In the fall of 1919, the Sisters moved to the building at 14 Litewska Street. After a short time, when the number of students increased and there were no additional rooms, the Congregation decided to purchase land on the outskirts of Warsaw at Czerniakowska Street and to build the Educational Institute of the Congregation of the Sisters of the Holy Family of Nazareth. The construction of the building was undertaken by the Architectural Company of Karol Jankowski and Franciszek Lilpop. The original ornamentation and material – all these were innovations for the project. On August 30, 1924, when the foundations had risen above the ground, the ceremony of consecrating the cornerstone of the building took place. The blessing was done by Card. Aleksander Kakowski, assisted by several bishops, priests, parents of our students and residents of Czerniaków.
The building was to include a large chapel, the Sisters’ private area and a boarding school. The project did not go quickly due to financial difficulties. In 1926 construction was stopped. The building already had a roof, but only one wing was finished, to which on July 7, 1926 students and Sisters moved from 14 Litewska St. In order to obtain more funds, the Sisters went to the United States. Thanks to the help of the faithful and the great sacrifices of the Sisters, both in Poland and in the United States, in January 1929, the chapel was dedicated under the patronage of Saint Joseph, the Spouse, by Bishop Antoni Szlagowski. The entire facility was ready for use in October 1936. The school had the same rights as state schools and enjoyed the recognition of the authorities and society.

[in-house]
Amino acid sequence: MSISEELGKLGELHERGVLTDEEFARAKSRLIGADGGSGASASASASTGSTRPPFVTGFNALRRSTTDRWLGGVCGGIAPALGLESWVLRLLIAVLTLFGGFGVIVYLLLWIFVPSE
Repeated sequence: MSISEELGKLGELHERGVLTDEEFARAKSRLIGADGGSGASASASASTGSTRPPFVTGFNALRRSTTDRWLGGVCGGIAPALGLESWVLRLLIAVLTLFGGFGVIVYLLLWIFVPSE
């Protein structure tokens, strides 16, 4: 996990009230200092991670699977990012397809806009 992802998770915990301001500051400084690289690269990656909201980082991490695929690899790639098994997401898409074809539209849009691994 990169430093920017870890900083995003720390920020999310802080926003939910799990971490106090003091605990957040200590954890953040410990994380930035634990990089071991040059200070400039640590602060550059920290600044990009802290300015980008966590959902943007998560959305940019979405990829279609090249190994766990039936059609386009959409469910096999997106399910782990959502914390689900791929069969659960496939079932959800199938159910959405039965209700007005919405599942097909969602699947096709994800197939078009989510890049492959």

Already in the first days of the Nazi occupation in 1939, the city authorities occupied the school building and allocated it to the Central Welfare Council Center, in which 700 people lived until the outbreak of the uprising. In some rooms of the dormitory, the Sisters opened a school – a middle school and a humanities high school, which was closed by the occupying government on November 15, 1939. From that day on, only a general and vocational school could exist. Under the signage of the general and tailors vocational school, the Sisters were secretly teaching middle and high school classes. Five conspiratorial “matura” (final exams for graduation) took place in this building, and all together 115 students passed their matura exams. There were 130 female students in the primary school, middle school and high school, including nine girls of Jewish descent. There were also secret lectures in classical philology at the University of Warsaw.